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McCarthy Sabotaging Trump 2024 Run

McCarthy is really hurting the Republican Party and it’s downright selfish.

Alyssa Farrah Griffin, a former aide to Donald Trump, suggests that Kevin McCarthy’s decision to leave the House of Representatives is a strategic move aimed at causing political harm to Speaker Mike Johnson. McCarthy, a California conservative, recently announced in a Wall Street Journal op-ed that he will not seek reelection in 2024 and will leave the House by the end of the year. This decision follows his failed bid for the speaker earlier in the year, with his own conference voting him out in October.

McCarthy’s sudden departure further complicates the situation for the House GOP, which only secured a slim majority in November 2022 and is now facing challenges with McCarthy’s exit, Representative Bill Johnson’s upcoming retirement, and the recent expulsion of George Santos. The GOP currently holds a three-vote margin over House Democrats with 220 votes.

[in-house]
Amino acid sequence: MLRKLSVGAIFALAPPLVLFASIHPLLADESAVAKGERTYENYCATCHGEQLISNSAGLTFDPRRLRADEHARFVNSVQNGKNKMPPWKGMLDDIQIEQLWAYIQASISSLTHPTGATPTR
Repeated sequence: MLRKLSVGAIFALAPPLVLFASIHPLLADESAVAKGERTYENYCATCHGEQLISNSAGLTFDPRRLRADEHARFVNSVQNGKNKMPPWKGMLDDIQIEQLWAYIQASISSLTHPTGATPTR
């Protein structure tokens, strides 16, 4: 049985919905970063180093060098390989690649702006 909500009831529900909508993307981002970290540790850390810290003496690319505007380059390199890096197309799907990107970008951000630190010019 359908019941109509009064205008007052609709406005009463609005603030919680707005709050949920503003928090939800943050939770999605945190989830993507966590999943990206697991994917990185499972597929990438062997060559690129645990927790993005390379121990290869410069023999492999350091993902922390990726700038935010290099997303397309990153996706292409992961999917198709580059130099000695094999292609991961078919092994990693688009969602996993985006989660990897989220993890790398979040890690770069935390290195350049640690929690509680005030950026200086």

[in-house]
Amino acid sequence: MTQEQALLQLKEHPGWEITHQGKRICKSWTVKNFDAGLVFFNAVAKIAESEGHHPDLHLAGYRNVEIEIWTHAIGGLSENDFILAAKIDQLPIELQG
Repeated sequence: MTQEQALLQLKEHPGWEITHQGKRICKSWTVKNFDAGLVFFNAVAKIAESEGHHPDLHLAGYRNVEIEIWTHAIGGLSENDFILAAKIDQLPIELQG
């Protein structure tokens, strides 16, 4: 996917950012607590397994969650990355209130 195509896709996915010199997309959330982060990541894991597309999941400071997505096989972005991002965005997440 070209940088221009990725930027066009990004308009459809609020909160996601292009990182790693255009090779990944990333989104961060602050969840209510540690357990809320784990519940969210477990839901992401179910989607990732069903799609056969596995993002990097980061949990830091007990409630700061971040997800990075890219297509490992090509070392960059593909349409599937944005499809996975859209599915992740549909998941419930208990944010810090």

Griffin, now a co-host on The View, claims that McCarthy is motivated by a desire to make life difficult for Mike Johnson. She suggests that McCarthy wants to be missed, leaving Johnson with only two votes to pass anything, in an effort to show that things were better under McCarthy’s leadership.

Griffin also points out McCarthy’s role in the aftermath of the events of January 6, where instead of distancing himself from Donald Trump, he supported the former president and current 2024 GOP front-runner. She suggests that if McCarthy had stuck to his initial stance of being “done with Trump,” the GOP could have moved on from election denialism, potentially leading to a red wave.

Representative Matt Gaetz, a key figure in pushing McCarthy out of the speakership, mocks McCarthy’s exit. Gaetz and other conservatives, including Steve Bannon, warn that Johnson could face a similar fate if he doesn’t address spending concerns and appease far-right members of the party.

Political science professor Lisa Parshall suggests that Johnson’s lack of congressional experience and fundraising skills may pose challenges. Johnson’s brand of conservatism, particularly his opposition to reproductive rights and election denialism, could also be a drawback in moderate, suburban districts. Parshall questions whether Johnson can effectively lead both the Freedom Caucus and focus on retaining a majority in the House.